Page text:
Daily Archives April 24, 2018

It’s #TravelTuesday right here at Scott Kelby’s Photoshop Insider, which means that I, Dave Williams, get to drop in again and share a little something with you all! Aren’t you lucky!

Well, here in London, it has stopped raining for a few minutes, so what better time to drop a top tip for shooting in the sunshine. In the upper half of the world, the days are getting longer, the sun is getting brighter, and the cocktails are tasting better. When we don’t perhaps have the time to shoot during the golden hour times the sun can be something of a hinderance, but that’s only if we let it be. With these tips, you can overcome the hurdles it presents and make the most of shooting at the time when we’re all told as photographers not to! Here goes!

The dynamic range in this shot at the Vatican is immense, but still, with seven bracketed shots and the right post-processing, we have all the detail across the entire spectrum

Shooting bracketed shots, three is usually enough, and merging them into an HDR image goes a long way in reducing the glaring highlights and dangerously deep shadows caused by bright, direct sunlight on a summer scene. I’m not talking over-processed, high-vibrance, unrealistic HDR here, I’m talking about using the benefits of a High Dynamic Range to bring balance back to a photo which would otherwise have a lot of contrast and, therefore, not show off your scene. Using the Merge to HDR function in Adobe Camera Raw is the most straightforward way to do this—just select the images you wish to merge, then Right-click and choose Merge to HDR.

This blend of 2 bracketed shots was just enough to expose for the highlights and the shadows touching down in Utah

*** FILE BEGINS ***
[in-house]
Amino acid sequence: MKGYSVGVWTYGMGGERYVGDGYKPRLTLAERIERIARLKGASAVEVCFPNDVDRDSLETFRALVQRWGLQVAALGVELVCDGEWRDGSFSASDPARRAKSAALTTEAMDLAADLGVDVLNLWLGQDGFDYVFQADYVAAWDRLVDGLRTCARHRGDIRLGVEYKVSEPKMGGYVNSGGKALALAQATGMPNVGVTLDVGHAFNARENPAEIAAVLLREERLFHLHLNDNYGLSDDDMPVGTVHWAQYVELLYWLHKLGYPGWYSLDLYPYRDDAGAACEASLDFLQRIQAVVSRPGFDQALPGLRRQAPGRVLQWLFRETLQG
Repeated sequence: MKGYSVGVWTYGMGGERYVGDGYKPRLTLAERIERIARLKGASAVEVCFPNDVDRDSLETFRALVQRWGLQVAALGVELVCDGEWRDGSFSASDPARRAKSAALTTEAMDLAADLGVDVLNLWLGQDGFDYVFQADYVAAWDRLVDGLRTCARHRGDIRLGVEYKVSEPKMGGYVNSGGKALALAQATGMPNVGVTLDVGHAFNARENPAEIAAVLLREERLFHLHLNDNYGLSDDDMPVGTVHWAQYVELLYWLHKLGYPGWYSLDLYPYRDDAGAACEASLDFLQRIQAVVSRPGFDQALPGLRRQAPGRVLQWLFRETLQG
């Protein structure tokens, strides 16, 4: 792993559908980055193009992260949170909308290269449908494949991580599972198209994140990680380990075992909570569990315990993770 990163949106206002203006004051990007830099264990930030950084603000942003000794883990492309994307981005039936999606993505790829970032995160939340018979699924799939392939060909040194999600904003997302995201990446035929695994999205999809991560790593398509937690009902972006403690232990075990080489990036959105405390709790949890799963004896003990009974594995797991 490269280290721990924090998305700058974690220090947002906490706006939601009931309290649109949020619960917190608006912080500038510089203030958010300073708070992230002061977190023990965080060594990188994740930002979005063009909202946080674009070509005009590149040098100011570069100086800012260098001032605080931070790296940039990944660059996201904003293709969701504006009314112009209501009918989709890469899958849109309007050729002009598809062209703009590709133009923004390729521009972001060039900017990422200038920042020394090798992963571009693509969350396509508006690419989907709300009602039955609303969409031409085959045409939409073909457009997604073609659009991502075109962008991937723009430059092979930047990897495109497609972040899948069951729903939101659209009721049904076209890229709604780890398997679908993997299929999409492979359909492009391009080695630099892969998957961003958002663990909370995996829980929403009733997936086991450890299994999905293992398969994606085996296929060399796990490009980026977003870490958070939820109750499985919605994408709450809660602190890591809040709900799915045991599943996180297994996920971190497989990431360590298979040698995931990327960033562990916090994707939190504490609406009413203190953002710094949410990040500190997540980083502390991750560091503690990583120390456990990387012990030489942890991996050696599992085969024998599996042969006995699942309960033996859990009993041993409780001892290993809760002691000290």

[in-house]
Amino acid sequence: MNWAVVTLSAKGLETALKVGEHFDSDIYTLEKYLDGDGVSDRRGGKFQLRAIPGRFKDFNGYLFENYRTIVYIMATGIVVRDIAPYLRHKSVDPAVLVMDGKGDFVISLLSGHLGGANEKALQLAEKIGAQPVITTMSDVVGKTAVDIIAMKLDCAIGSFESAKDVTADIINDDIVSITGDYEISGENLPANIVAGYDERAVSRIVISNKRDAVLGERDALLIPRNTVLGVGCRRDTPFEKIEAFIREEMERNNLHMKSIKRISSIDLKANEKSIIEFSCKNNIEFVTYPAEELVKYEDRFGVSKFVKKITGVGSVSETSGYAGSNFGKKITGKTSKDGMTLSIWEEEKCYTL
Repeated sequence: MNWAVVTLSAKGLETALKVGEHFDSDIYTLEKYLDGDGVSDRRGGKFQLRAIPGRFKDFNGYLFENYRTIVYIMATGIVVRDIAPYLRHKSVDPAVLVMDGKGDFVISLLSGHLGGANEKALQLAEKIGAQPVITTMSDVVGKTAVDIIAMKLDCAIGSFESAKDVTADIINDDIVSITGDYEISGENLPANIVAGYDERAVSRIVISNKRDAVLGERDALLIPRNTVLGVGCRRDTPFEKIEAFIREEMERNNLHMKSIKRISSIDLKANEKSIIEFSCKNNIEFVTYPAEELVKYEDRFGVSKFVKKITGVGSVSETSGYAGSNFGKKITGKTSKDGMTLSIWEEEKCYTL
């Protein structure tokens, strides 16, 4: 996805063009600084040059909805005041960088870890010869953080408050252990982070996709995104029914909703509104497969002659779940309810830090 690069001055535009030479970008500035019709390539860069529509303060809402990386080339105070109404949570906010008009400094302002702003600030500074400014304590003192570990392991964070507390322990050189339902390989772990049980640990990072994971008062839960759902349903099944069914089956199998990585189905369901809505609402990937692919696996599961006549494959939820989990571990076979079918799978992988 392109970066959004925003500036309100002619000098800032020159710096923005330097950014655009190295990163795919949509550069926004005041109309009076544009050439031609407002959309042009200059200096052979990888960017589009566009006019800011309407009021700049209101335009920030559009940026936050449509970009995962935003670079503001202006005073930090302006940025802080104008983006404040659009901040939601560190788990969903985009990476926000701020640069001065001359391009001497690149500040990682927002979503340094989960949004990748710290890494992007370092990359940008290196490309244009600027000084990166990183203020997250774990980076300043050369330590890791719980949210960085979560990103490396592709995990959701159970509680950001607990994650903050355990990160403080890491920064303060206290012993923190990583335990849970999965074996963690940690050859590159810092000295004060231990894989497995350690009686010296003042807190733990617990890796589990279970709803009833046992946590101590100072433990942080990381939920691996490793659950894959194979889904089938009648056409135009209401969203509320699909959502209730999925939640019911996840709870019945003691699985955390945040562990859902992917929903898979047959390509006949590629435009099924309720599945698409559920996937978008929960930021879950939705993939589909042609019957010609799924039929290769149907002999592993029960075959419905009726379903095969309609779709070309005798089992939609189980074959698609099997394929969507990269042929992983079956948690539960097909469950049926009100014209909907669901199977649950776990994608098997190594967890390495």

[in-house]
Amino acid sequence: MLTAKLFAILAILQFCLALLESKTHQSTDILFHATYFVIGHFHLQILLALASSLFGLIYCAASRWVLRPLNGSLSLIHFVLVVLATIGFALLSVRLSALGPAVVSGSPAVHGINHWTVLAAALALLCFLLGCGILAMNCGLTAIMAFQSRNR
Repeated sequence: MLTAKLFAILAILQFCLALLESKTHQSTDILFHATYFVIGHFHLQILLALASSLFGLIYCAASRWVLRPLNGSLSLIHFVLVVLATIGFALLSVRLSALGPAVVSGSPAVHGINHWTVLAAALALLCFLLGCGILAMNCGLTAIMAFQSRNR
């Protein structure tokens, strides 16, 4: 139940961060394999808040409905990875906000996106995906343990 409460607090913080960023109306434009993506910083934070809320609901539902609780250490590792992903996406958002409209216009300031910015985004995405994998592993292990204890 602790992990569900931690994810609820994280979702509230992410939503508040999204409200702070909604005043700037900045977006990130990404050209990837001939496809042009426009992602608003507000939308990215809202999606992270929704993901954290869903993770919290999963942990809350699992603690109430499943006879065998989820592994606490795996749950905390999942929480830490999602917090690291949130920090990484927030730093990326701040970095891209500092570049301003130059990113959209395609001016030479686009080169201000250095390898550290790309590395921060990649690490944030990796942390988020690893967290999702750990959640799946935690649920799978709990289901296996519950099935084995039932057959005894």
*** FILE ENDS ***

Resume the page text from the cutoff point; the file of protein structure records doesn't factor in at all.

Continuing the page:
High Dynamic Range shooting and processing is absolutely ideal for bright, sunny conditions where you lose details and where your image loses quality. You can have a potentially amazing composition of an amazing subject, but if your image is clipped or your shadows are hiding awesome details, then you’re letting your image down straight from the get-go. That’s what I’m trying to tell you, though—it doesn’t have got be that way! There are people out there who are still put off by HDR’s history of being a bit too “in-your-face-surreal,” but it’s just not like that anymore. Well, not unless you want it to be!

Any excuse to show goats in a tree! The three bracketed shots here are blended to keep the look as realistic as possible, with no high saturation and no surrealist look

When you shoot with your iPhone, turn on HDR or use Auto-HDR on a sunny day to capture well-balanced images, and when it comes to your DSLR or other camera make sure you know how to shoot bracketed images. Over on KelbyOne.com, you can learn all about the specifics of how to merge your images using different techniques that give different results, and I urge you to start doing it now that the sun’s back out!

Much love

Dave

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